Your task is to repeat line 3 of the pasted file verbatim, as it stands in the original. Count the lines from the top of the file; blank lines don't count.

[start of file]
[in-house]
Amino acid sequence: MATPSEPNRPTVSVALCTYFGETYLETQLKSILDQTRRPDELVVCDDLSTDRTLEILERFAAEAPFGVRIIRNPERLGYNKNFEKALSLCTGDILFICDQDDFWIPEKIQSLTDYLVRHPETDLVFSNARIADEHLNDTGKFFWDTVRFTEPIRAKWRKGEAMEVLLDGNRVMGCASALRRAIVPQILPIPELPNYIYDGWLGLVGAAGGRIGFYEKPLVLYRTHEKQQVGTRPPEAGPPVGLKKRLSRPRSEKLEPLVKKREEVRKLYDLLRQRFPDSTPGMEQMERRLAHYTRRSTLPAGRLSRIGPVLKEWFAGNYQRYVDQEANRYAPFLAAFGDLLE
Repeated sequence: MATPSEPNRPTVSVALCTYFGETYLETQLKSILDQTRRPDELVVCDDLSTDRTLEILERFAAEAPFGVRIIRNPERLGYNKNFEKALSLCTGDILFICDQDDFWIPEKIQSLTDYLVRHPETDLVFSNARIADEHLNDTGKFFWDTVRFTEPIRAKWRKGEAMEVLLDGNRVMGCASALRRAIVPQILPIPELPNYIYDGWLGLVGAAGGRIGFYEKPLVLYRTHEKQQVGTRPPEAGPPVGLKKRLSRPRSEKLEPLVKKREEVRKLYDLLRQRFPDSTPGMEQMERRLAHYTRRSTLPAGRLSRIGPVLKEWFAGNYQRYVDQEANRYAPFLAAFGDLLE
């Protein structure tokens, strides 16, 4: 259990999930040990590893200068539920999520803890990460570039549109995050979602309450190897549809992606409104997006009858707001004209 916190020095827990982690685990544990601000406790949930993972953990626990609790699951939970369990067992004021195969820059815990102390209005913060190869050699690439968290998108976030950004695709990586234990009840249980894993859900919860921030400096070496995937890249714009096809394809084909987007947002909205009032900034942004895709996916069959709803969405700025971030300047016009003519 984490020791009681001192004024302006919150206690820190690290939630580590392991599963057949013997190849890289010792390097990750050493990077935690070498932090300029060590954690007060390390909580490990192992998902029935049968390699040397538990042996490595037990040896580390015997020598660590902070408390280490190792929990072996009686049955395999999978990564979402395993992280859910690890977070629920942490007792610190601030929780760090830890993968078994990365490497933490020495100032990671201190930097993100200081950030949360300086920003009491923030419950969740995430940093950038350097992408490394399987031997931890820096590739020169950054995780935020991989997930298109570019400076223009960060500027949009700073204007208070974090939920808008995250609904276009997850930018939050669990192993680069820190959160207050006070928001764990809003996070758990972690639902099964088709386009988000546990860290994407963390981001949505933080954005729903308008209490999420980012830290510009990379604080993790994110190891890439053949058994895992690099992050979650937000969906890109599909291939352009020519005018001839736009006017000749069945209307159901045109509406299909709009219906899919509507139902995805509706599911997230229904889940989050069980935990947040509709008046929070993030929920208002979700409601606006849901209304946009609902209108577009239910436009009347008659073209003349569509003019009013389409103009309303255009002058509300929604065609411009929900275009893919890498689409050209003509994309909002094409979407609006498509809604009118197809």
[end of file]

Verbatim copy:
Repeated sequence: MATPSEPNRPTVSVALCTYFGETYLETQLKSILDQTRRPDELVVCDDLSTDRTLEILERFAAEAPFGVRIIRNPERLGYNKNFEKALSLCTGDILFICDQDDFWIPEKIQSLTDYLVRHPETDLVFSNARIADEHLNDTGKFFWDTVRFTEPIRAKWRKGEAMEVLLDGNRVMGCASALRRAIVPQILPIPELPNYIYDGWLGLVGAAGGRIGFYEKPLVLYRTHEKQQVGTRPPEAGPPVGLKKRLSRPRSEKLEPLVKKREEVRKLYDLLRQRFPDSTPGMEQMERRLAHYTRRSTLPAGRLSRIGPVLKEWFAGNYQRYVDQEANRYAPFLAAFGDLLE